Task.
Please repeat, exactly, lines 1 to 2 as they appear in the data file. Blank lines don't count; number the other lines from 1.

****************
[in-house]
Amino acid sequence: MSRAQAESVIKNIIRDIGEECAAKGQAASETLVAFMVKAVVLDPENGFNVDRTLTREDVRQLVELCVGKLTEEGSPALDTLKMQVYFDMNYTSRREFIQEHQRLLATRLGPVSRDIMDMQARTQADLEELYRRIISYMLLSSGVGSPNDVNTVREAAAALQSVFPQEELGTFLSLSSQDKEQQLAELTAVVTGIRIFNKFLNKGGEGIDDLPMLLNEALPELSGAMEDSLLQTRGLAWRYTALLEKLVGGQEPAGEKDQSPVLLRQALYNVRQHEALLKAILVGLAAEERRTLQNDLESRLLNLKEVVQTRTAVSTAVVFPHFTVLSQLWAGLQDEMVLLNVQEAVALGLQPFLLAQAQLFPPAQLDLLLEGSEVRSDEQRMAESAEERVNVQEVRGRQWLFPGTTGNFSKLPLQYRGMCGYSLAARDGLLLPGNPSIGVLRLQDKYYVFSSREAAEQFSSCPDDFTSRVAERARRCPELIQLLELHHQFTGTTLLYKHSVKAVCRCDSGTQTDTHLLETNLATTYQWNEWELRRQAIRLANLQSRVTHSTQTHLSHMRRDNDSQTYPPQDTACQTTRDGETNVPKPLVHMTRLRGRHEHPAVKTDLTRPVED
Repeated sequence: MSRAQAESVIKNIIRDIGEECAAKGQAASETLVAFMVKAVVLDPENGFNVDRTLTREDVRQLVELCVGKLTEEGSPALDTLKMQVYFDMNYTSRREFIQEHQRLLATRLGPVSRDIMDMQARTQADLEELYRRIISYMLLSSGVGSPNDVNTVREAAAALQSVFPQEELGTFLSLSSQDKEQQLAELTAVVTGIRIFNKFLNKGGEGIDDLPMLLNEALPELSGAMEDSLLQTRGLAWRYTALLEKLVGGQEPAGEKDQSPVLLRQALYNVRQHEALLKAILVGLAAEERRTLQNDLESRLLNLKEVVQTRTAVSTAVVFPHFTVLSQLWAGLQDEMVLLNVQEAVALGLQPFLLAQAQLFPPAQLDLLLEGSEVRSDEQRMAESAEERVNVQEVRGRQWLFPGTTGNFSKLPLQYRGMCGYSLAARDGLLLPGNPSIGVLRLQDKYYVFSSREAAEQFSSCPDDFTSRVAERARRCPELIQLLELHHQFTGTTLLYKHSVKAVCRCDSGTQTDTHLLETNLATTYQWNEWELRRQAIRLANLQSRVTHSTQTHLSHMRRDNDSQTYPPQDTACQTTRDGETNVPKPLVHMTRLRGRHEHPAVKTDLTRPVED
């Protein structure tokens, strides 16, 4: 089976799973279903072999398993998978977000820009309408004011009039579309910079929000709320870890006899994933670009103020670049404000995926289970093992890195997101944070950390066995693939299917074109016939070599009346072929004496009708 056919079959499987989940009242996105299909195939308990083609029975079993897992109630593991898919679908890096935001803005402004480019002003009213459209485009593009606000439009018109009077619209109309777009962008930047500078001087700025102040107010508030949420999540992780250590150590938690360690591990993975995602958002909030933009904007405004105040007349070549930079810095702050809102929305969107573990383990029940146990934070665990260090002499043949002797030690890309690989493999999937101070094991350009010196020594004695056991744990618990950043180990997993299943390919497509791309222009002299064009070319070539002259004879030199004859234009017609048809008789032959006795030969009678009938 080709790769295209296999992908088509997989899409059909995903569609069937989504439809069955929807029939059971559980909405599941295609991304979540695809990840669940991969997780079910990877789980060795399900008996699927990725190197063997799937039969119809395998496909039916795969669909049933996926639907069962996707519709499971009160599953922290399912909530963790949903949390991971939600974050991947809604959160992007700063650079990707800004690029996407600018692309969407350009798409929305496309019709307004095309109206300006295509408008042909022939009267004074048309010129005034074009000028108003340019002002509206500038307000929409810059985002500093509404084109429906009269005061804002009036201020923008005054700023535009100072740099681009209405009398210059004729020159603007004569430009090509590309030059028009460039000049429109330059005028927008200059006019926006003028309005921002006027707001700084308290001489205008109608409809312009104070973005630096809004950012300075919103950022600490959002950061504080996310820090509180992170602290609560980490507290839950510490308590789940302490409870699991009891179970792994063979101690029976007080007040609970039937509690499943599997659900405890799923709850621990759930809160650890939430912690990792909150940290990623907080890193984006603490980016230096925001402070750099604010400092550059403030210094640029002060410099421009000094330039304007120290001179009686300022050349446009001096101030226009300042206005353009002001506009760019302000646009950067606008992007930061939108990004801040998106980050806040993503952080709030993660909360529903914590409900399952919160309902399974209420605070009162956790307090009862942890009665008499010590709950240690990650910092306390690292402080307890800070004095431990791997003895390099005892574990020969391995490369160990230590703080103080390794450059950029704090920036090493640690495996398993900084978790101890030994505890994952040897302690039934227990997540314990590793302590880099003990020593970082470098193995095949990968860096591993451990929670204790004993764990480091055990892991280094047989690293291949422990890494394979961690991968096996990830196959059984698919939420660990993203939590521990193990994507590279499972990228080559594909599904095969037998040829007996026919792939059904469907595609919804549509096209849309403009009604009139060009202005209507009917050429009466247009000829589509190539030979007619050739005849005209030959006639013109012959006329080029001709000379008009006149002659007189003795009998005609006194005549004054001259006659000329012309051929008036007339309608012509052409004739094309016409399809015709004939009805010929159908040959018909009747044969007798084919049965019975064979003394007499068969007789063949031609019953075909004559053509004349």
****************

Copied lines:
[in-house]
Amino acid sequence: MSRAQAESVIKNIIRDIGEECAAKGQAASETLVAFMVKAVVLDPENGFNVDRTLTREDVRQLVELCVGKLTEEGSPALDTLKMQVYFDMNYTSRREFIQEHQRLLATRLGPVSRDIMDMQARTQADLEELYRRIISYMLLSSGVGSPNDVNTVREAAAALQSVFPQEELGTFLSLSSQDKEQQLAELTAVVTGIRIFNKFLNKGGEGIDDLPMLLNEALPELSGAMEDSLLQTRGLAWRYTALLEKLVGGQEPAGEKDQSPVLLRQALYNVRQHEALLKAILVGLAAEERRTLQNDLESRLLNLKEVVQTRTAVSTAVVFPHFTVLSQLWAGLQDEMVLLNVQEAVALGLQPFLLAQAQLFPPAQLDLLLEGSEVRSDEQRMAESAEERVNVQEVRGRQWLFPGTTGNFSKLPLQYRGMCGYSLAARDGLLLPGNPSIGVLRLQDKYYVFSSREAAEQFSSCPDDFTSRVAERARRCPELIQLLELHHQFTGTTLLYKHSVKAVCRCDSGTQTDTHLLETNLATTYQWNEWELRRQAIRLANLQSRVTHSTQTHLSHMRRDNDSQTYPPQDTACQTTRDGETNVPKPLVHMTRLRGRHEHPAVKTDLTRPVED